Spearman’s rank correlation was applied to measure the strength of association between pairs of features within the dataset and to identify co-linearities within the dataset (Fig. 1). The inclusion of co-linear features can result in an unpredictable variance of a model’s performance. Results revealed the following 8 co-linear pairs, defined by a correlation coefficient greater than 0.5: age and rank (\(\rho \) = 0.507), height and weight (\(\rho \) = 0.521), weight and BMI (\(\rho \) = 0.854), diastolic blood pressure and mean arterial pressure (MAP) (\(\rho \) = 0.654), systolic blood pressure and general blood pressure (\(\rho \) = 0.846), chronicity and TTT (\(\rho \) = 0.710), chronicity and TTD (\(\rho \) = 0.682), and TTD and TTT (\(\rho \) = 0.953). Co-linearity will be considered in the selection of statistical and domain knowledge derived feature subsets being tested in the final model, and a minimum redundancy, maximum relevancy fitness function used in the genetic algorithm-based feature selector.

Figure 1
figure 1

The Spearman’s rank correlation matrix used to identify co-linear features within the dataset. Cells with darker shades of red reflect a positive relationship between the two features associated with that cell, and cells with darker shades of blue reflect a negative relationship between the two associated features. A correlation of 1.0 indicates a perfect positive correlation, and a correlation of − 1.0 indicates a perfect negative correlation. Relationships with a correlation coefficient of greater than 0.5 were deemed to be co-linear and were accounted for when generating the candidate feature sets.

Using the results of the Mann–Whitney U and Chi-square tests, 9 feature sets were created using three alpha thresholds (\(\alpha =\) 0.05, 0.01, 0.001), including all features where significance exceeded each threshold, avoiding co-linear pairs being included in the same feature set (Supplementary Table S3).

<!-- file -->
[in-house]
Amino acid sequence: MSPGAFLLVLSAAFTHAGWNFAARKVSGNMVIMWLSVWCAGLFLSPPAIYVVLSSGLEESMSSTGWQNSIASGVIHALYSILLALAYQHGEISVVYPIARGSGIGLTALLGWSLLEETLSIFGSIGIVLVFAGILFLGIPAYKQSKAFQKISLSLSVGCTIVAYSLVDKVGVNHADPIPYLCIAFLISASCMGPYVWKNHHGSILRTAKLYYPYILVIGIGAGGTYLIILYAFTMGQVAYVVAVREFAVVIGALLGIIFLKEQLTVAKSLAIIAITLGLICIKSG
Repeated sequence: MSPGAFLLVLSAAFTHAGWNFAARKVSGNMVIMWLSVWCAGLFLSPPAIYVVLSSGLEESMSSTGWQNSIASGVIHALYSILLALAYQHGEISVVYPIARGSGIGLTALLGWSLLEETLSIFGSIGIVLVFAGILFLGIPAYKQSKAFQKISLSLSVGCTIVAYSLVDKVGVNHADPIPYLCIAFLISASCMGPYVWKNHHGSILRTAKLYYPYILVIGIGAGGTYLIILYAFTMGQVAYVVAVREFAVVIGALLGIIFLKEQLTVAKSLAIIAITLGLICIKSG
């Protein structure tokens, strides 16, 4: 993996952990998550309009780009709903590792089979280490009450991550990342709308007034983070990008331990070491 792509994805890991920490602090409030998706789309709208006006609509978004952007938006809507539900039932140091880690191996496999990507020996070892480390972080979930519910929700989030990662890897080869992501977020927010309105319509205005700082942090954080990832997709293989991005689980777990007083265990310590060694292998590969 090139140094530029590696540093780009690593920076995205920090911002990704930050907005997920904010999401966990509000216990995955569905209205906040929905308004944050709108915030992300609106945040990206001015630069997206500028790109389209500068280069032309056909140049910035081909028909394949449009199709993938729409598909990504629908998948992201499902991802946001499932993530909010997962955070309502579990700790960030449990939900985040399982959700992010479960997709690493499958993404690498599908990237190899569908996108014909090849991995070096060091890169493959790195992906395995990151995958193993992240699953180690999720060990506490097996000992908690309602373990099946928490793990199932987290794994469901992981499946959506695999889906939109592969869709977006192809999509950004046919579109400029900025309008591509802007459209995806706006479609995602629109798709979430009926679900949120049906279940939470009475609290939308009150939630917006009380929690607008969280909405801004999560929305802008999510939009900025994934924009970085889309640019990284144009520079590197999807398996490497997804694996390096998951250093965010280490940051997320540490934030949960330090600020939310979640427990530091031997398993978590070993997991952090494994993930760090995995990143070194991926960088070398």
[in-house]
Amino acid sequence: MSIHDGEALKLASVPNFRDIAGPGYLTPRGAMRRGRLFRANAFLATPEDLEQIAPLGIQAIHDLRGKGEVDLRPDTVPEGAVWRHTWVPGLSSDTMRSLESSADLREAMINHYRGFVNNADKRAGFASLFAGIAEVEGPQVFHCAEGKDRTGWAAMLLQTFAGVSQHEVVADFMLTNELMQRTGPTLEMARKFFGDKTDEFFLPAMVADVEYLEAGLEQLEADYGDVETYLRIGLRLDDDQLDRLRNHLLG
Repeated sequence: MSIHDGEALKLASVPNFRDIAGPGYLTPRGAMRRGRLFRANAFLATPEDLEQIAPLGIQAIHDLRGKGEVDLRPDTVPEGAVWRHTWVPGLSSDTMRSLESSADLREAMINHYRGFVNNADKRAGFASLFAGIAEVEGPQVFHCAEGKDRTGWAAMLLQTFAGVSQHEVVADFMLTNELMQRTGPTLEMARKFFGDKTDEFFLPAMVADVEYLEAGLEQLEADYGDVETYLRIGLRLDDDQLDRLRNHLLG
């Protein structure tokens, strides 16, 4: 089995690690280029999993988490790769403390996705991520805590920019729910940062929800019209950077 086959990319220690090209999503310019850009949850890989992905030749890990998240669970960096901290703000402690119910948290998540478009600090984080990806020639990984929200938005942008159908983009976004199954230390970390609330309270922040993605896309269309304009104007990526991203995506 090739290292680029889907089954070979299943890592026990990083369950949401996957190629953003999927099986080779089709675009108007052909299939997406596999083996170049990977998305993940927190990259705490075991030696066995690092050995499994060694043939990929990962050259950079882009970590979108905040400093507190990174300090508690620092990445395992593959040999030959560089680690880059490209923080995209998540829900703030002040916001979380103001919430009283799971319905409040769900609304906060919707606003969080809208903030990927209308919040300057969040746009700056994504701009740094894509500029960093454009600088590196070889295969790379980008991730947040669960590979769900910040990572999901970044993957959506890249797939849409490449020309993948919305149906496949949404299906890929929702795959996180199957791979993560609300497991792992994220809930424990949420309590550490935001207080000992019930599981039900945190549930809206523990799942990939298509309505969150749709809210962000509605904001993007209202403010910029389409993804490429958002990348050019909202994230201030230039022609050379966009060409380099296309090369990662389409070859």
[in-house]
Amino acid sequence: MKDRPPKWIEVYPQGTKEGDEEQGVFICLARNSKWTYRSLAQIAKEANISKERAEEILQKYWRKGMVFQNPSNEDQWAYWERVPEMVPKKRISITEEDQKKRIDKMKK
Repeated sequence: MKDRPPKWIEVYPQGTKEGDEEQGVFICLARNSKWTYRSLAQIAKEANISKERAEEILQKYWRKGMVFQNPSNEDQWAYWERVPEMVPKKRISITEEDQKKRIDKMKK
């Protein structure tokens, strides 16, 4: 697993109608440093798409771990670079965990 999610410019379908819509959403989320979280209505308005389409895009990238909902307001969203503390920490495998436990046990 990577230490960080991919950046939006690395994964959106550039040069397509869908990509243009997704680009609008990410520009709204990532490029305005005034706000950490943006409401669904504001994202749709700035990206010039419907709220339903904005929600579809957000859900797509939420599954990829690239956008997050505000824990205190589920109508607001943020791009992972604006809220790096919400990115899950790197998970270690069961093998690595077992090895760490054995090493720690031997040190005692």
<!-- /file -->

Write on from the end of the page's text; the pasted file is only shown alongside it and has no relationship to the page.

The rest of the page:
Feature selection

To identify a small set of clinically relevant features that are predictive of the surgical outcomes, feature selection was applied. Aside from identifying features relevant to the classification problem, feature selection reduces the dimensionality of the dataset, simplifying the problem, thereby improving model stability and generalisability. Feature selection was performed using a filter-based tabu asexual genetic algorithm (TAGA)28 and the knowledge of clinical experts.

As previously mentioned the results of the statistical analysis of the dataset was used to generate 9 features sets. The TAGA then generated an additional 9 features sets, shown in Supplementary Table S3. The optimally performing feature set from each approach was identified by ranking the performance of each feature set, in terms of AUC, for each classifier, and taking the feature set with the lowest summed rank (Supplementary Table S4). The features included in the optimally performing statistically-derived feature set (Stats 6) and the optimal performing TAGA-derived feature set (TAGA 9) were presented to the clinical team who created a final feature set (STAT + TAGA + Expert) comprised of height, MAP, pre-surgical score on the exercise-induced leg pain questionnaire (EILP), TTT, TDG and prior surgeries. The performance of the feature set derived by the clinical teams was determined for each classifier.